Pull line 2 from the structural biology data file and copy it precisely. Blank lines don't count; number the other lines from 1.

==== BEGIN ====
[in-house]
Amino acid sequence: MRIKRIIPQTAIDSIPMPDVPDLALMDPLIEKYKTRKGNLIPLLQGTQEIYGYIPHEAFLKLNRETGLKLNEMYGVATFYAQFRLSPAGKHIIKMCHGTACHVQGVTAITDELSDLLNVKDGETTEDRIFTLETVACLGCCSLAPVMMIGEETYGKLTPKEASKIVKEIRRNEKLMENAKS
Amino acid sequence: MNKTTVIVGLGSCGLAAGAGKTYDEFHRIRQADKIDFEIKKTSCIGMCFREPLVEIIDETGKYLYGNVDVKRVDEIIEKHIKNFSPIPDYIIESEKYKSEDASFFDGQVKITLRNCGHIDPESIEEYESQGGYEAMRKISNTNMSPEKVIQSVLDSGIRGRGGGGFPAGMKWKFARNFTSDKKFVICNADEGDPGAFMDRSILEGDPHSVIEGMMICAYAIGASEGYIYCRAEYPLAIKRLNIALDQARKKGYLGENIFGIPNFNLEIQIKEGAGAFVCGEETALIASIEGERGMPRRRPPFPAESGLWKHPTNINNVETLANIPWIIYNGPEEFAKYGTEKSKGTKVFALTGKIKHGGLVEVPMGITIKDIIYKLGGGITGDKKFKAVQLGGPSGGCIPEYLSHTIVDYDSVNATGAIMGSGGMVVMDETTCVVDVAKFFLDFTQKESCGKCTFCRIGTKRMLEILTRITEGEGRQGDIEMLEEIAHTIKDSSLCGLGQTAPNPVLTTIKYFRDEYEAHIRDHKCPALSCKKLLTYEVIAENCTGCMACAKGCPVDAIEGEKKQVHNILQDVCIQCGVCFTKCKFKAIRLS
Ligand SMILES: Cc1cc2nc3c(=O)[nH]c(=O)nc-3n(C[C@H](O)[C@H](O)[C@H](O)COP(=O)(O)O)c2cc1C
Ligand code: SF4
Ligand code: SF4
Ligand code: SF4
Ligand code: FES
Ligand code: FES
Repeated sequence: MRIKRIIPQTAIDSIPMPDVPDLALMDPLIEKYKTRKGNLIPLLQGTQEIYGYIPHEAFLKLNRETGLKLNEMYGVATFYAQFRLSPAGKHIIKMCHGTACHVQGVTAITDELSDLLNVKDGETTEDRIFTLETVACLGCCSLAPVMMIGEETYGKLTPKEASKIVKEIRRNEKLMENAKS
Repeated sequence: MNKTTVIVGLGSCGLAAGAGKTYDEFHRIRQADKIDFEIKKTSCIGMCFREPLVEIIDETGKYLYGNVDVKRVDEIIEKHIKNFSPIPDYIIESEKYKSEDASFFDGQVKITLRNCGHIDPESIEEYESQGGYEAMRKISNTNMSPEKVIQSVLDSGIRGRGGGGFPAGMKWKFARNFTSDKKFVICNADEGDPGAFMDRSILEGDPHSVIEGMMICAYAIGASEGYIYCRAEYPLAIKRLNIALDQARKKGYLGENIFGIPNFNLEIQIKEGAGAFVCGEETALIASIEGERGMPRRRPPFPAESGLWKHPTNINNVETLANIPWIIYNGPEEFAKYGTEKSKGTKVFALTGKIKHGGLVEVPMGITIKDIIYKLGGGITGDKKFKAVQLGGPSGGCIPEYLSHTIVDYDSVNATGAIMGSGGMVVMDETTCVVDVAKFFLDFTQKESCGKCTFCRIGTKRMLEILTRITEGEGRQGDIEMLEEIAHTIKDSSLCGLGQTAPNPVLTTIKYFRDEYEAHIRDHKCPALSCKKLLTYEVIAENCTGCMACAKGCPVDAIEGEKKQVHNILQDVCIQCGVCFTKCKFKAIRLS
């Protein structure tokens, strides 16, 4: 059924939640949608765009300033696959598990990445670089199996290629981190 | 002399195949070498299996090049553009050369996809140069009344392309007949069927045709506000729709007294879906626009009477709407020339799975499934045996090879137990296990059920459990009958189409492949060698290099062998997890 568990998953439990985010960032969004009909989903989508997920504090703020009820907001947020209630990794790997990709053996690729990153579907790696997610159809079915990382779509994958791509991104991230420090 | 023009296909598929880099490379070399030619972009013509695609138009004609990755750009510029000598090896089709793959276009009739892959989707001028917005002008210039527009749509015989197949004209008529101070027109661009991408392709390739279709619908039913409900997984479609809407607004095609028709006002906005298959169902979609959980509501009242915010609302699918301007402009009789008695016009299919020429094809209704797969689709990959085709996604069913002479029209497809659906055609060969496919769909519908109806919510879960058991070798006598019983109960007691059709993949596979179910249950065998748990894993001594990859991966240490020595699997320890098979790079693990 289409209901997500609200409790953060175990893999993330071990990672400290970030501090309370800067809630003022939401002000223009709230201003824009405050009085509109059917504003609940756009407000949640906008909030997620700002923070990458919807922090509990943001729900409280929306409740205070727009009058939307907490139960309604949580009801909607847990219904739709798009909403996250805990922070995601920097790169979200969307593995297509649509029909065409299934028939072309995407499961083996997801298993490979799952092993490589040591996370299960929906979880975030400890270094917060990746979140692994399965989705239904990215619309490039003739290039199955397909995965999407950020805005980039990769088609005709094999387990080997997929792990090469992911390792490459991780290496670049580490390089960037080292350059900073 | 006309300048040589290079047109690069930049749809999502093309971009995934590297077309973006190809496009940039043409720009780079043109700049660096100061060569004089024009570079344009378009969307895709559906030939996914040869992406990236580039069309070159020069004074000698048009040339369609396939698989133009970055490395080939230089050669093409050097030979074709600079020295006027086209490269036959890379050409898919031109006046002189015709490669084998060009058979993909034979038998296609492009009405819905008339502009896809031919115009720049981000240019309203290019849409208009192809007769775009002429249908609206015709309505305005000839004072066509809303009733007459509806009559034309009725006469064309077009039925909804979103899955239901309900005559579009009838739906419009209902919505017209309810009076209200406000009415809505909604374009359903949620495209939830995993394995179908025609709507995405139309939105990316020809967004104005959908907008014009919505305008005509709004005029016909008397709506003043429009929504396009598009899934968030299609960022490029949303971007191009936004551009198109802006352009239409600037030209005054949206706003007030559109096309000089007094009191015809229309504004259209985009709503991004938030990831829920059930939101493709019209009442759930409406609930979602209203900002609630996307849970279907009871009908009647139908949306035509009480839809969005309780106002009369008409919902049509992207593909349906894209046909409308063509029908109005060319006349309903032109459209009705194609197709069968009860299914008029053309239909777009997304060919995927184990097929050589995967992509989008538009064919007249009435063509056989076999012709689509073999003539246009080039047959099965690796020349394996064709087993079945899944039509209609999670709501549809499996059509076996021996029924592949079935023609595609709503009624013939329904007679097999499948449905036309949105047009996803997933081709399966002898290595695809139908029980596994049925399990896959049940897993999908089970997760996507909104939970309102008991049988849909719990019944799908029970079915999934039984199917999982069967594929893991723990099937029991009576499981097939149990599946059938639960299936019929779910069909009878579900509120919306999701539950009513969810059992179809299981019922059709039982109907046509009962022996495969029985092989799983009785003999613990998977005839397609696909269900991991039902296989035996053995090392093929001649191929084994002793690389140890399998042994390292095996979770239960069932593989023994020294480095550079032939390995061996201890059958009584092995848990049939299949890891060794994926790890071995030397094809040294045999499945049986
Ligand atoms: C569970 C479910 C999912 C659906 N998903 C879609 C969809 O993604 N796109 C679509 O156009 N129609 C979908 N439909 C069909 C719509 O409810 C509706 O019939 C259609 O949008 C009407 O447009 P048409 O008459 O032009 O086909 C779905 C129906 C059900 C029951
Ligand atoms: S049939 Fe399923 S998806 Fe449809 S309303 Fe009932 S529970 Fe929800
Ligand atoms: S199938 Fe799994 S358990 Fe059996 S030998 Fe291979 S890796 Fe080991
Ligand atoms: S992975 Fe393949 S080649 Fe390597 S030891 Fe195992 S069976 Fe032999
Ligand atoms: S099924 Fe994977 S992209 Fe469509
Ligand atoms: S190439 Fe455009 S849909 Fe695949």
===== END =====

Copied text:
Amino acid sequence: MRIKRIIPQTAIDSIPMPDVPDLALMDPLIEKYKTRKGNLIPLLQGTQEIYGYIPHEAFLKLNRETGLKLNEMYGVATFYAQFRLSPAGKHIIKMCHGTACHVQGVTAITDELSDLLNVKDGETTEDRIFTLETVACLGCCSLAPVMMIGEETYGKLTPKEASKIVKEIRRNEKLMENAKS